Physikalisches Kolloquium der Sektion Physik im Wintersemester 2020 / 2021

Termin: dienstags 16.15 (Videokonferenz).

Verantwortlich: Prof. Michael Bonitz


  • 03.11.2020: frei

  • 10.11.2020: Prof. Fabio Caruso (ITAP, CAU Kiel)

    ** Antritts-Vorlesung **

    Electronic-structure theory of two-dimensional quantum materials:
    from fundamental interactions to novel emergent phenomena

    A detailed understanding of the quantum-mechanical interactions between the constituents of matter holds the promise of driving the discovery of new functional materials and designing their properties. First-principles electronic-structure theory has evolved into a robust framework to address this challenge, as it allows to establish the inherent relationship between the macroscopic properties of solids and elementary interactions at the nano scale.
    In the Computational Solid-State Theory group, we develop and employ state-of-the-art first-principles approaches for the theoretical description of the electronic and vibrational properties of two-dimensional materials, such as graphene and transition-metal dichalcogenides. These compounds are characterized by a unique interplay of charge confinement, reduced dielectric screening, and strong light-matter coupling. This makes them prone to exhibit a rich spectrum of emergent phenomena, including charge-density waves, polarons, and circular dichroism. Through a few examples taken from our recent research activities, I will illustrate the predictive power achievable by means of modern first-principles techniques based on many-body perturbation theory in the description of these phenomena. I will further discuss how these activities relate and contribute to the open challenges in the field of electronic structure theory.


  • 17.11.2020: Prof. Philipp Werner (Uni Fribourg, CH)


    Einladender: Prof. Caruso

  • 24.11.2020: Prof. Bradley J. Siwick (McGill University Montreal)

    Structure and Dynamics with Ultrafast Electron Microscopes: Moving Beyond the Molecular Movie

    Bradley J. Siwick

    In this talk I will describe how combining ultrafast lasers and electron microscopes in novel ways makes it possible to directly ‘watch’ the time-evolving structure of condensed matter on the fastest timescales open to atomic motion.  By combining such measurements with complementary (and more conventional) spectroscopic probes one can develop structure-property relationships for materials under even very far from equilibrium conditions and explore how light can be used to control the properties of materials.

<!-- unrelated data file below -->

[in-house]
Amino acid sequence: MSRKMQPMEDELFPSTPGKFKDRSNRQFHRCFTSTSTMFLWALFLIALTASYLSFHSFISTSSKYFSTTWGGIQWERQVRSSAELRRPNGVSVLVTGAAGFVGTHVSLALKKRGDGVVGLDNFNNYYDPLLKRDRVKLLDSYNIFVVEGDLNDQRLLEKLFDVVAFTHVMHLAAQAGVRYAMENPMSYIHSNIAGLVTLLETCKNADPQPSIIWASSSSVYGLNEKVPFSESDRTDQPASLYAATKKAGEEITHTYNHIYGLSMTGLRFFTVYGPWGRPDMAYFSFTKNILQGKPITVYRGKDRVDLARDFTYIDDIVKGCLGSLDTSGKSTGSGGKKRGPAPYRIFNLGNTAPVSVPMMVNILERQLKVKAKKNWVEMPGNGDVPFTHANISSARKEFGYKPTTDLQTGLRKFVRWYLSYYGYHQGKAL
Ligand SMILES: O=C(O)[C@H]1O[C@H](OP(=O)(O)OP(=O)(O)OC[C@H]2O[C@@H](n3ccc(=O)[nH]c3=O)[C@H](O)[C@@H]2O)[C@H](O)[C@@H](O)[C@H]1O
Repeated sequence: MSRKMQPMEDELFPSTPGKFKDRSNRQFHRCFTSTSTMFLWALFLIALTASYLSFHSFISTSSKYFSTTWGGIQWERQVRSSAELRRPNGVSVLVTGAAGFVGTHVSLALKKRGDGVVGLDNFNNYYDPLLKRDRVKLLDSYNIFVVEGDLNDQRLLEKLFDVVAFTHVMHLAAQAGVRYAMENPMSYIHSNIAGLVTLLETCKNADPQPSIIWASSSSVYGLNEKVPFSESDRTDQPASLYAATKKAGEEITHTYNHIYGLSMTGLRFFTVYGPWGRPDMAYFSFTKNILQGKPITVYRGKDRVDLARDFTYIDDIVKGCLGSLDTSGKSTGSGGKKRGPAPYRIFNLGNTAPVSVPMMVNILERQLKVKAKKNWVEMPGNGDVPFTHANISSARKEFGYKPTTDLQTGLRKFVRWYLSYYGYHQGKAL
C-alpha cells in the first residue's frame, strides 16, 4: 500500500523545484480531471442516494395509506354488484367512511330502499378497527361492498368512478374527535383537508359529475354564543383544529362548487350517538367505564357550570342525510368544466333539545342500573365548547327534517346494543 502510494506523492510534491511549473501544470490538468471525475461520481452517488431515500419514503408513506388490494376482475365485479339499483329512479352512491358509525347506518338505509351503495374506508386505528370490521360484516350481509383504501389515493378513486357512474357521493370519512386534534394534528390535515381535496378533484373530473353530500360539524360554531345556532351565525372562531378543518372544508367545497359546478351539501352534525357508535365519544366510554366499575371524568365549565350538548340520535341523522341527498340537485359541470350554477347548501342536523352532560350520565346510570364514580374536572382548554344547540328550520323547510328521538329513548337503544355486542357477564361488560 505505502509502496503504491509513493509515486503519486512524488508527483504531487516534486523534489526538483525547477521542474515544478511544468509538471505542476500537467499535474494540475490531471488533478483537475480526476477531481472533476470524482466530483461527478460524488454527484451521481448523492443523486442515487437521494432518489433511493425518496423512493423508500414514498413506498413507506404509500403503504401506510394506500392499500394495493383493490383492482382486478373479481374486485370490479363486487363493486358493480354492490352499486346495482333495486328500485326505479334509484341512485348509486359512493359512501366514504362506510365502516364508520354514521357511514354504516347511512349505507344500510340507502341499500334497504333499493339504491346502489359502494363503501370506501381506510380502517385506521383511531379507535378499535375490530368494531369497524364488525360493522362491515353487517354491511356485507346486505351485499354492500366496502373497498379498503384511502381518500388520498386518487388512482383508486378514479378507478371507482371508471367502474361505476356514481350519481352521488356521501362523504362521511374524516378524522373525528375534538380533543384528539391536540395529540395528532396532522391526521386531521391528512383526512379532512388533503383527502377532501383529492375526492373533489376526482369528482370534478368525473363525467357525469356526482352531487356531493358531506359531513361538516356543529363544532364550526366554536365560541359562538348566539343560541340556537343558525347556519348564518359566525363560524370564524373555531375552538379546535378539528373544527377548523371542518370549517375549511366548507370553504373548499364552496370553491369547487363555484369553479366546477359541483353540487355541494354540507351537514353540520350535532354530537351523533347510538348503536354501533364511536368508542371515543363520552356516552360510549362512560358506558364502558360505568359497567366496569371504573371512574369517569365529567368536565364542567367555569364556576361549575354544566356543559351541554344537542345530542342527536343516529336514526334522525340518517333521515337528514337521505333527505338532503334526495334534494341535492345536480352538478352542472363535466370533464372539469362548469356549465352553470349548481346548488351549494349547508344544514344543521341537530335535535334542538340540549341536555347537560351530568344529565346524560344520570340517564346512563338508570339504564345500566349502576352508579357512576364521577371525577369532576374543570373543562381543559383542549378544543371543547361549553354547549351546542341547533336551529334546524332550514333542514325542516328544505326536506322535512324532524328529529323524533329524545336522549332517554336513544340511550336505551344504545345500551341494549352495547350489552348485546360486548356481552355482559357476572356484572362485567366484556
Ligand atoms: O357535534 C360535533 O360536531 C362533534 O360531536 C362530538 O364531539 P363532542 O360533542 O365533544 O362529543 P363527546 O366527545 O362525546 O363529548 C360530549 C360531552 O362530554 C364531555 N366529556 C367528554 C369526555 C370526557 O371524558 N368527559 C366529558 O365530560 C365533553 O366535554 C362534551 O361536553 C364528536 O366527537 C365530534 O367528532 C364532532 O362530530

I will give several examples of the remarkable new kinds of information that can be gleaned from such studies and describe how these opportunities emerge from the unique capabilities of the current generation of ultrafast electron microscopy instruments.  For example, in diffraction mode it is possible to identify and separate lattice structural changes from valence charge density redistribution in materials on the ultrafast timescale and to identify novel photoinduced phases that have no equilibrium analogs.   It is also possible to directly probe the strength of the coupling between electrons and phonons in materials across the entire Brillouin zone and to probe nonequilibrium phonon dynamics (or relaxation) in exquisite detail.  

    I will assume no familiarity with ultrafast lasers or electron microscopes.

    [1] Morrison et al Science 346 (2014) 445
    [2] Otto et al, PNAS, 116 (2019) 450
    [3] Stern et al, Phys. Rev. B 97 (2018) 165416
    [4] Rene de Cotret et al, Phys. Rev. B 100 (2019) 214115

    Einladender: Prof. Bauer

  • 01.12.2020: frei

  • 08.12.2020: Prof. Ido Kaminer (Technion Israel)

    Einladender: Prof. Talebi

  • 15.12.2020: Prof. Dr. David Go (University of Notre Dame)

    Titel: Plasma Catalysis

    Einladender: Prof. Benedikt

  • 05.01.2021:

  • 12.01.2021:

  • 19.01.2021:

  • 26.01.2021:

  • 02.02.2021:

  • 09.02.2021:

  • 16.02.2021:

  • 23.02.2021: